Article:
Blog post


DOWNLOAD REPORTS

On April 20th and May 6th of this year, two seemingly unrelated events brought to stark relief — for those willing to pay attention — that while we're good at throwing our hyper-technological, globalized economies into overdrive, we're not so good at putting them smoothly in reverse.

The Deepwater Horizon disaster and the 1,000 point "flash crash" of the stock market are but two examples of what can happen when the massively complex, inter-connected world we've built hits up against the very real limits to growth. A quick glance at world news and you can easily see other examples: a deadly tsunami caused by glacier collapse in Peru... a credit crisis in Greece threatening to topple the government in Germany... ethnic strife in Central Asia inflamed by conflicts over water, natural gas, and other resources... and so on.

This is just the beginning.

In 2009, Post Carbon Institute recruited 29 of the world's leading sustainability thinkers to answer one fundamental question: How do we manage the transition to a more resilient, sustainable, and equitable world?

Like us, our Fellows see five key truths:

  • We have hit the “limits to growth.” This is not a moral question (or not only one); nor is it merely a question about the fate of our children and grandchildren. The truth is that we have no choice but to adapt to a world of resource constraints, economic contraction, and climate upheaval. And thus the only question that remains is this: How will we manage that transition?
  • No issue can be addressed in isolation. Thankfully, recognition of these crises has grown in recent years. However, all too often they are viewed in isolation. We must connect the dots in order to get to their source — not just their symptoms — and to maximize what little time and resources we have to address the enormous challenges they pose.
  • We must focus on responses, not just solutions. As John Michael Greer says, we face a predicament, not a problem. “The difference is that a problem calls for a solution; the only question is whether a solution can be found and made to work and, once this is done, the problem is solved. A predicament, by contrast, has no solution. Faced with a predicament, people come up with responses.”
  • We must prepare for uncertainty. While the general trends are clear, it’s simply impossible to predict, specifically, how world events will unfold. Therefore, it’s critically important that we aim to build resilience on the individual and community scales. Resilient people and resilient communities are characterized by their ability to manage unforeseen shocks while maintaining their essential identity.
  • We can do something. The bad news is that we simply cannot avoid hardship or suffering in the journey from a fossil fuel- and growth-dependent world to communities that live within ecological bounds. The good news is that we can prepare and make positive changes in almost any area of our lives and the lives of our communities. How much and how successful those efforts are all depends upon the thought and effort we invest.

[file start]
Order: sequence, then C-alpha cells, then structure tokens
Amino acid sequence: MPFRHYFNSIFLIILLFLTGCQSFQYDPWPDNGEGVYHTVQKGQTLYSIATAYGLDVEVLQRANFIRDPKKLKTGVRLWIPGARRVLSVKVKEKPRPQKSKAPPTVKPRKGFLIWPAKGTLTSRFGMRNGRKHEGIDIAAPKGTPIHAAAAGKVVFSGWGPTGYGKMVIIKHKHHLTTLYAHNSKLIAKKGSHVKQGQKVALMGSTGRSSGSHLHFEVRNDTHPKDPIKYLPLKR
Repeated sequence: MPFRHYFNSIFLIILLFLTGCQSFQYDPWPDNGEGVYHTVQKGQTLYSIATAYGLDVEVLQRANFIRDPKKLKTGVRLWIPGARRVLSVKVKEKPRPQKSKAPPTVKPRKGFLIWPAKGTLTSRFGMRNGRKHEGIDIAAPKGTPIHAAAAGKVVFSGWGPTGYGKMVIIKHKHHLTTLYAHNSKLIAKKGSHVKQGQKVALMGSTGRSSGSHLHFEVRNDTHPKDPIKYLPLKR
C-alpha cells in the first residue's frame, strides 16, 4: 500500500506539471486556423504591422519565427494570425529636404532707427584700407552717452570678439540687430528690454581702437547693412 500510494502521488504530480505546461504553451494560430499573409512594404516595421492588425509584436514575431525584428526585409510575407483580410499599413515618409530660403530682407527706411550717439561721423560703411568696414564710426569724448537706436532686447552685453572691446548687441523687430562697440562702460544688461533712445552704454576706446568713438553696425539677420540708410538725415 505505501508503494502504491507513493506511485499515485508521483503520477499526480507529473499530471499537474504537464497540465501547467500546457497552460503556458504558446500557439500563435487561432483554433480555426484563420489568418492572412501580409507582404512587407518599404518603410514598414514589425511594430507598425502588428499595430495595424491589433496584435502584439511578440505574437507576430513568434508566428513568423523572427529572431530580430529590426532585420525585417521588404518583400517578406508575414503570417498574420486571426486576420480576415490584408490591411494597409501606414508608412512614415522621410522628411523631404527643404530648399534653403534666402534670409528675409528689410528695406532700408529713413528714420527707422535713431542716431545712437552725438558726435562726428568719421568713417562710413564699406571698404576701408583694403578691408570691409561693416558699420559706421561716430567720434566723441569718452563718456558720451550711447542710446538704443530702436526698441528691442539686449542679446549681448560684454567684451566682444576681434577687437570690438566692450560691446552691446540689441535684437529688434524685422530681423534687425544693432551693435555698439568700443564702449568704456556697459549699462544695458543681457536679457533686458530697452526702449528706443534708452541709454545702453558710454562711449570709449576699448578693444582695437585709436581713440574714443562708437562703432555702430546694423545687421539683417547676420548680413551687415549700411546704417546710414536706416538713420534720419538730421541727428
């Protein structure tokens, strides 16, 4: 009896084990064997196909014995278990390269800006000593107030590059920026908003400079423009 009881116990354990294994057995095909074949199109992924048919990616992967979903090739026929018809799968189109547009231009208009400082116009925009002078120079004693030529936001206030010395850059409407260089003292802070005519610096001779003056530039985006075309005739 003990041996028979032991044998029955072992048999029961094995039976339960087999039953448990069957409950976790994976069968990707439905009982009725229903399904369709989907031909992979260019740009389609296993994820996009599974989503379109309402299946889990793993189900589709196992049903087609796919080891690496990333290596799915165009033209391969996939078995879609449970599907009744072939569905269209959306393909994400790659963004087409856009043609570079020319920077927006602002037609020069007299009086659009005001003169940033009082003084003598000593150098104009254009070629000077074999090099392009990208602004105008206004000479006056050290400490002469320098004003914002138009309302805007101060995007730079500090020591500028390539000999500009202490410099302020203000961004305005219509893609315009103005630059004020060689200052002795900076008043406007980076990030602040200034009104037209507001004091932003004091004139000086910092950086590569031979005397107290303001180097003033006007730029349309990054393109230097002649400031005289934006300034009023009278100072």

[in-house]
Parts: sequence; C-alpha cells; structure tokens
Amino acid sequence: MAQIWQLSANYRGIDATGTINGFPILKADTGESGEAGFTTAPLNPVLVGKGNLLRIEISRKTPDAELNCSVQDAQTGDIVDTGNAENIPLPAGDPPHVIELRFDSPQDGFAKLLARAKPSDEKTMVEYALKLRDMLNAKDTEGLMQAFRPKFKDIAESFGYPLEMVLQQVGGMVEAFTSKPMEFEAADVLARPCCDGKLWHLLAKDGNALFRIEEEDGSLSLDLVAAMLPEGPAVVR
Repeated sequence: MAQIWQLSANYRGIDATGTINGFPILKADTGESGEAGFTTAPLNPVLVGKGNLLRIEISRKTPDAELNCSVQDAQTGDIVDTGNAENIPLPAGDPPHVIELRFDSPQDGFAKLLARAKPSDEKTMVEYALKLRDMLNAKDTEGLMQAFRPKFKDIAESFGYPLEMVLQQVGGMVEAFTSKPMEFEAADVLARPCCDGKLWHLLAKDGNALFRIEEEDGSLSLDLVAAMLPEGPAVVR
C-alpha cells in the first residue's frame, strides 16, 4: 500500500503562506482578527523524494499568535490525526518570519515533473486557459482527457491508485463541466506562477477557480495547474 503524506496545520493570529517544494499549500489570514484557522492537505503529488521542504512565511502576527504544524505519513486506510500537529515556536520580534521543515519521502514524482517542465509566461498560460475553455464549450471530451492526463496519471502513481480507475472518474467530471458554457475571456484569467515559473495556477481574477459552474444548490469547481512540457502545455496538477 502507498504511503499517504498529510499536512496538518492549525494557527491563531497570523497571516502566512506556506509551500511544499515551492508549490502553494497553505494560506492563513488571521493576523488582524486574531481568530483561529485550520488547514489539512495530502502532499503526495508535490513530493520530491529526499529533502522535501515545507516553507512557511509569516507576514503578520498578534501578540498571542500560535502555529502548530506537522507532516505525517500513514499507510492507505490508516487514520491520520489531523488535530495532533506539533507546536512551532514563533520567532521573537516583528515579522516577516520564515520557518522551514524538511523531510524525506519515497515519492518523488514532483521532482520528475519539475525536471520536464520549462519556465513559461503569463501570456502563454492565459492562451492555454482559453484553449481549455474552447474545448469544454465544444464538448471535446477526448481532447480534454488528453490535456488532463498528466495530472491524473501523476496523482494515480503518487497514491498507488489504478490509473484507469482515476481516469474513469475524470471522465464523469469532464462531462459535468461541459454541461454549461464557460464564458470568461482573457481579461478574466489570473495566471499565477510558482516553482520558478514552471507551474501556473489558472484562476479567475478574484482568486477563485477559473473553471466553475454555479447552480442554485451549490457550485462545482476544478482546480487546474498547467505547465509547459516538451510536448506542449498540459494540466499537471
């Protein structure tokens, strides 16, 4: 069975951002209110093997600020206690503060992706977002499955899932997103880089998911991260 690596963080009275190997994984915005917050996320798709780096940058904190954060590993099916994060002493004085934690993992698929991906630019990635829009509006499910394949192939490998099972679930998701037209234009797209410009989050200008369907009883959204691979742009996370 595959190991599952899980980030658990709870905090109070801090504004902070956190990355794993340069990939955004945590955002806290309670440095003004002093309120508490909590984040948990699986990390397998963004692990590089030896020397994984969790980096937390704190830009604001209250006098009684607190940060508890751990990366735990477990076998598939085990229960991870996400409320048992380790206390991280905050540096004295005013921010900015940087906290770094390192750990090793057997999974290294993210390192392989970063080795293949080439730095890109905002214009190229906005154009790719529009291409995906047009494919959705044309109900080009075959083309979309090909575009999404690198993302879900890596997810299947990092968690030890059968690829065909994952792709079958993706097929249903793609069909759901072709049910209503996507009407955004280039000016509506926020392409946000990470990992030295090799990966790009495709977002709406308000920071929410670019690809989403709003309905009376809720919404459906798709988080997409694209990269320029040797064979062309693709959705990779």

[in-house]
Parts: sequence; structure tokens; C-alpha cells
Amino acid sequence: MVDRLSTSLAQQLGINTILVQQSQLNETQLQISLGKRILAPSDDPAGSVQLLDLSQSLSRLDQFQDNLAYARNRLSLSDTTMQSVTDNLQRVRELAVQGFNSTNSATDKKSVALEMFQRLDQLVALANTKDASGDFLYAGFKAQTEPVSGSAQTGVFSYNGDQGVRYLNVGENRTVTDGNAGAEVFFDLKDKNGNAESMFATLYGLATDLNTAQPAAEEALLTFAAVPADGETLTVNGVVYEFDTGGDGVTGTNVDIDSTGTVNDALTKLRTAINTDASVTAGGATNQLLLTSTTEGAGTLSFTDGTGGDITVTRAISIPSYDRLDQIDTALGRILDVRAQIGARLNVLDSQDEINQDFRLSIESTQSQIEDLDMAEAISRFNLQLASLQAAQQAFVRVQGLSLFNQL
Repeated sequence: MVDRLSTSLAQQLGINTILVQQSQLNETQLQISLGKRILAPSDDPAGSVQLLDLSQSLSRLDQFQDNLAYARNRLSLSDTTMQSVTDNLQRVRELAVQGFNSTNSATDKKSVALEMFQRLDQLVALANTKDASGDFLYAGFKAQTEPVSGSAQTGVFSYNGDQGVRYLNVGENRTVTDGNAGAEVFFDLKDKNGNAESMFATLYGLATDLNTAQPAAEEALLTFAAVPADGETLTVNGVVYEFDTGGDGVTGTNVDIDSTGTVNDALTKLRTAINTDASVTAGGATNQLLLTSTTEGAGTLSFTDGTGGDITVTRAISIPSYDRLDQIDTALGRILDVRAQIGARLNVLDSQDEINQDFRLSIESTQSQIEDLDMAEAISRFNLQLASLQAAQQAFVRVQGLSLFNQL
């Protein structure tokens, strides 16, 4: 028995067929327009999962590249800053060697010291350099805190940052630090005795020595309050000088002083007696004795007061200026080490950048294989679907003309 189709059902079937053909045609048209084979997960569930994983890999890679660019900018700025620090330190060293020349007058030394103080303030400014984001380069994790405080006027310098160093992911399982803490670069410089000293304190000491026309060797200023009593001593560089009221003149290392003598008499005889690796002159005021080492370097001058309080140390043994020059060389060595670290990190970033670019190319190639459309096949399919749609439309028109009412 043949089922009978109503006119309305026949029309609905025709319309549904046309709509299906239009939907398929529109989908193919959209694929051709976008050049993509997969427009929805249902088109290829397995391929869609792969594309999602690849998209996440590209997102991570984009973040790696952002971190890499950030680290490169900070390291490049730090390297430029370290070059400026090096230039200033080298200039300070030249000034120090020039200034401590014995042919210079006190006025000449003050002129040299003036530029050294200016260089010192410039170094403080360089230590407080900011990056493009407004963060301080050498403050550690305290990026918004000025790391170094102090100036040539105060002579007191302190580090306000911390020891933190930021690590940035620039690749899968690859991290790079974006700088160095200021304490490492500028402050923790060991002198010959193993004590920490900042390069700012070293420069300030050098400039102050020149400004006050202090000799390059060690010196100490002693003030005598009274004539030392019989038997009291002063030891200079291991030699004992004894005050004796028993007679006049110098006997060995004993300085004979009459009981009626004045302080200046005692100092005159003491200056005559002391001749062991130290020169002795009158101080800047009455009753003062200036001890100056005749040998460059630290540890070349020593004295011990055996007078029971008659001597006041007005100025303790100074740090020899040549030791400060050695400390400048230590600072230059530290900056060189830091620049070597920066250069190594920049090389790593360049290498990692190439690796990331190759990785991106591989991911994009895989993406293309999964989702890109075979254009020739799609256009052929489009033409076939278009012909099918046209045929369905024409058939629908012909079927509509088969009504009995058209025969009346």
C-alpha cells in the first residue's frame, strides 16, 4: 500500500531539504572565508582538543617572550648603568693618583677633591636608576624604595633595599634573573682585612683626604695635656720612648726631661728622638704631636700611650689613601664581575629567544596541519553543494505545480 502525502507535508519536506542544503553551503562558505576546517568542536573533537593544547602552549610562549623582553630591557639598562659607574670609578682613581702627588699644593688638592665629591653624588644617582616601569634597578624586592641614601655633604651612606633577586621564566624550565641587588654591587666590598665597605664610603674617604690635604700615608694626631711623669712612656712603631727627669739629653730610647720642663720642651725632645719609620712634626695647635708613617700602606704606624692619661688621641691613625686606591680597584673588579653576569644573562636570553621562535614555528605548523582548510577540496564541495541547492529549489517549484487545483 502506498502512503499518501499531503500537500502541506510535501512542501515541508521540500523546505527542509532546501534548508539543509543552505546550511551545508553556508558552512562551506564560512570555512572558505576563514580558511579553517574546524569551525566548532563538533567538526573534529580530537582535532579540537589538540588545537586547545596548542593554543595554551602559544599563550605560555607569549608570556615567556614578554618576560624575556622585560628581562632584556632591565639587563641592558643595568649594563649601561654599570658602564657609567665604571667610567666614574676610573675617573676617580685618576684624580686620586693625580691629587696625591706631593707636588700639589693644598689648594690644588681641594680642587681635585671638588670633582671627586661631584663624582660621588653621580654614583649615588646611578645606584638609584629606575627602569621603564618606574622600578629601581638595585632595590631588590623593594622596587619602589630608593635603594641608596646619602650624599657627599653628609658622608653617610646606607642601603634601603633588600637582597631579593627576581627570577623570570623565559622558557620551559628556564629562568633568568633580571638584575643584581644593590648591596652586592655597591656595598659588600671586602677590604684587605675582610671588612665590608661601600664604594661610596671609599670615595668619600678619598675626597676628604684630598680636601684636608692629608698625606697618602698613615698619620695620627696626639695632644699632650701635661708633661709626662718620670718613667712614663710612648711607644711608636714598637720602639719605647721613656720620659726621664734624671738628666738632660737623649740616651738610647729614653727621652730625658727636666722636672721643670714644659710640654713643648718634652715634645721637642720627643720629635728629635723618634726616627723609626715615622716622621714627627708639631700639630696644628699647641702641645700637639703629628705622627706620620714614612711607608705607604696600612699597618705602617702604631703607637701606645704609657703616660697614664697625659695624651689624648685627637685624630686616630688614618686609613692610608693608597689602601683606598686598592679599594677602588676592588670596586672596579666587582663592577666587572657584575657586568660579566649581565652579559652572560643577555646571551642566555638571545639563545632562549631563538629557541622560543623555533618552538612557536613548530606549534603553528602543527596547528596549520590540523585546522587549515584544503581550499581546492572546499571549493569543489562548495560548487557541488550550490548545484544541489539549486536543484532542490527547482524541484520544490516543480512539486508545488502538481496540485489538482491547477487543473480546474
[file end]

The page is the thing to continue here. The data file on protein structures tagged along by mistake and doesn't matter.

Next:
•  

The Post Carbon Reader

Post Carbon Reader coverThe first step, as we saw it, was to aggregate the most current, systems-oriented thinking about these interconnected threats, as well as the most promising responses. I'm proud to announce the outcome of this effort — The Post Carbon Reader: Managing the 21st Century's Sustainability Crises — will hit bookstores and classrooms in October 2010.

The Reader includes 35 essays by 28 Post Carbon Institute Fellows, including Bill McKibben, Richard Heinberg, Stephanie Mills, David Orr, Sandra Postel, Michael Shuman, Wes Jackson, Erika Allen, Bill Ryerson, Gloria Flora, and many other leading sustainability thinkers.

We're pleased to be partnering with Watershed Media and University of California Press to distribute this much-needed resource as broadly as possible. University of California Press is offering a 20% discount for early orders. Just follow these instructions.

Free Downloads

Over the coming weeks and months, we'll be posting free pdf downloads of many of the articles included in The Post Carbon Reader. The first two, by Fellows Sandra Postel and Warren Karlenzig, have just been released.

Sandra's piece — "Water: Adapting to a New Normal" — looks at how these shortages will affect growth in the United States.

Warren's — "The Death of Sprawl: Designing Urban Resilience for the 21st Century Resource & Climate Crises" analyzes the high, true cost of urban and exurban sprawl in the United States and proposes multiple appropriate responses.

Sign up for our monthly newsletter for new releases or check the downloads page regularly.

Like this post?

Keep the information flowing: Donate to Post Carbon Institute
Stay connected: Receive our monthly e-newsletter
Reposting: See our reposting policy

blog comments powered by Disqus

Reader Comments

3 comments

reply to David Thomas

From: Asher Miller, Jun 28, 2010 10:15 AM

David, it’s clear that you are as deeply concerned about the state of the world as we are, and are rightly passionate about it. However, I find it odd that you would choose to express this by parsing words and criticizing an organization that is essentially saying the same thing you seem to be.

I’m not sure where you got the impression that we weighed all issues equally or failed to see causality, or that we’re unwilling to address population. I’d recommend looking more closely at the work of PCI Fellow William Ryerson (http://www.postcarbon.org/person/36226-william-ryerson). I’ll personally email you the article he wrote, to be included in The Post Carbon Reader, when it’s released.